A month ago today, Gen. David Petraeus sounded relatively optimistic about political progress in Iraq: “The passage of the three laws today showed that the Iraqi leaders are now taking advantage of the opportunity that coalition and Iraqi troopers fought so hard to provide.”
That was then; this is now.
Iraqi leaders have failed to take advantage of a reduction in violence to make adequate progress toward resolving their political differences, Gen. David H. Petraeus, the top U.S. commander in Iraq, said Thursday.
Petraeus, who is preparing to testify to Congress next month on the Iraq war, said in an interview that “no one” in the U.S. and Iraqi governments “feels that there has been sufficient progress by any means in the area of national reconciliation,” or in the provision of basic public services.
Well, I’m not sure if I’d say “no one” feels encouraged by the steps (or lack thereof) towards political reconciliation. John McCain, Joe Lieberman, Bill Kristol, and most of the Bush administration seem to tell us all the time that Iraq is nothing but a big helping of “progress.”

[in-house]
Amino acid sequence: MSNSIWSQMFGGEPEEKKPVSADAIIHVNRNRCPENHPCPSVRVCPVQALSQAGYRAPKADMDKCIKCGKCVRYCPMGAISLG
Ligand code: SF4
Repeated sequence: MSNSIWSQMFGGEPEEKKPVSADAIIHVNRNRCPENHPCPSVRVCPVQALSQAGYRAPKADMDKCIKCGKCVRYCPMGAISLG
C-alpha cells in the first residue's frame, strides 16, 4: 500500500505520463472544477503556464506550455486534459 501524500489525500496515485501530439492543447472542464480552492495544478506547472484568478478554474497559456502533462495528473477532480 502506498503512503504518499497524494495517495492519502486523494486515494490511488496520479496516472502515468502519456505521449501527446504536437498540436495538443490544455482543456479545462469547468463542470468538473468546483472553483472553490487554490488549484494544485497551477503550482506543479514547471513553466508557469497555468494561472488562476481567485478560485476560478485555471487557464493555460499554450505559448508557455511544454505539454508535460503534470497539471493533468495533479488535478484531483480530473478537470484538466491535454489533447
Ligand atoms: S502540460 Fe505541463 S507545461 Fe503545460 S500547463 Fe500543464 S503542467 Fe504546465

I don’t doubt that this will sound like a broken record to anyone who keeps up even passively with current events, but the entire point of the surge was to give Iraqis “breathing room,” which they would then use to make political progress and achieve some semblance of reconciliation. This, regrettably, hasn’t happened.
If there hasn’t been “sufficient progress” in these areas, and this is so obvious that “no one” should argue differently, then ... wait for it ... the surge hasn’t succeeded as a policy.